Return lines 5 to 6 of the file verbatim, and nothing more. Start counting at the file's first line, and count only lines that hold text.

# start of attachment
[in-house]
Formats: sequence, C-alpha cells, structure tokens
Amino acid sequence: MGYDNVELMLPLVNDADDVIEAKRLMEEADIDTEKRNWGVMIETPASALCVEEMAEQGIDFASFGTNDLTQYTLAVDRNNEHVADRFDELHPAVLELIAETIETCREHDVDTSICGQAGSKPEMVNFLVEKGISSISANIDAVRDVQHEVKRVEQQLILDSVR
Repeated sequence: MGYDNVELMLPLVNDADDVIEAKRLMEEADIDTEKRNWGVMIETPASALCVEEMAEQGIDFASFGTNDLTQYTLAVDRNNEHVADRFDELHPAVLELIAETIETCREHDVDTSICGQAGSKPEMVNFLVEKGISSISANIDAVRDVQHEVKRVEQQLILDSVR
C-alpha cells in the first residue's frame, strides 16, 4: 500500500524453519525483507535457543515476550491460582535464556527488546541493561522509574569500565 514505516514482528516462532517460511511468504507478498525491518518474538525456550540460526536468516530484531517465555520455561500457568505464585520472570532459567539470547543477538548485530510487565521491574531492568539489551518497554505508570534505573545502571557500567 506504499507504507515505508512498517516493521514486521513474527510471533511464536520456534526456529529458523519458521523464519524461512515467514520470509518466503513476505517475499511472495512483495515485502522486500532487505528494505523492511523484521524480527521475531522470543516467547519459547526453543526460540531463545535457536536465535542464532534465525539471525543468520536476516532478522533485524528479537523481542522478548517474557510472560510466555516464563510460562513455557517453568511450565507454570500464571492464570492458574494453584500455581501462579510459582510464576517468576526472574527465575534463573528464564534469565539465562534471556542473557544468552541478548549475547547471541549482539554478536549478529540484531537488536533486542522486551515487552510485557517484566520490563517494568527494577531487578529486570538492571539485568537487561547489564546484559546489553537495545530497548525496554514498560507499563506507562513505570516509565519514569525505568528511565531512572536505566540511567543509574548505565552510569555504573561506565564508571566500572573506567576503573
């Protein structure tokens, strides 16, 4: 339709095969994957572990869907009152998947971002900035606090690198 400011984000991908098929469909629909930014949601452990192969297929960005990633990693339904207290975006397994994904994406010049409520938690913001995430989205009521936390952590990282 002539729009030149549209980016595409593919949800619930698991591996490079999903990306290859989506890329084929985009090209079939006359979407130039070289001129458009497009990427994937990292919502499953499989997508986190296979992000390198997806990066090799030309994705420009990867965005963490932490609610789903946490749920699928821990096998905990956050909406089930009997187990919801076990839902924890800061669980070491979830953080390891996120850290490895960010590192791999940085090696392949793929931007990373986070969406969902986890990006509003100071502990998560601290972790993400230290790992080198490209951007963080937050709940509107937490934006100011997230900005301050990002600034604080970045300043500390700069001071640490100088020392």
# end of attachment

C-alpha cells in the first residue's frame, strides 16, 4: 500500500524453519525483507535457543515476550491460582535464556527488546541493561522509574569500565 514505516514482528516462532517460511511468504507478498525491518518474538525456550540460526536468516530484531517465555520455561500457568505464585520472570532459567539470547543477538548485530510487565521491574531492568539489551518497554505508570534505573545502571557500567 506504499507504507515505508512498517516493521514486521513474527510471533511464536520456534526456529529458523519458521523464519524461512515467514520470509518466503513476505517475499511472495512483495515485502522486500532487505528494505523492511523484521524480527521475531522470543516467547519459547526453543526460540531463545535457536536465535542464532534465525539471525543468520536476516532478522533485524528479537523481542522478548517474557510472560510466555516464563510460562513455557517453568511450565507454570500464571492464570492458574494453584500455581501462579510459582510464576517468576526472574527465575534463573528464564534469565539465562534471556542473557544468552541478548549475547547471541549482539554478536549478529540484531537488536533486542522486551515487552510485557517484566520490563517494568527494577531487578529486570538492571539485568537487561547489564546484559546489553537495545530497548525496554514498560507499563506507562513505570516509565519514569525505568528511565531512572536505566540511567543509574548505565552510569555504573561506565564508571566500572573506567576503573
């Protein structure tokens, strides 16, 4: 339709095969994957572990869907009152998947971002900035606090690198 400011984000991908098929469909629909930014949601452990192969297929960005990633990693339904207290975006397994994904994406010049409520938690913001995430989205009521936390952590990282 002539729009030149549209980016595409593919949800619930698991591996490079999903990306290859989506890329084929985009090209079939006359979407130039070289001129458009497009990427994937990292919502499953499989997508986190296979992000390198997806990066090799030309994705420009990867965005963490932490609610789903946490749920699928821990096998905990956050909406089930009997187990919801076990839902924890800061669980070491979830953080390891996120850290490895960010590192791999940085090696392949793929931007990373986070969406969902986890990006509003100071502990998560601290972790993400230290790992080198490209951007963080937050709940509107937490934006100011997230900005301050990002600034604080970045300043500390700069001071640490100088020392």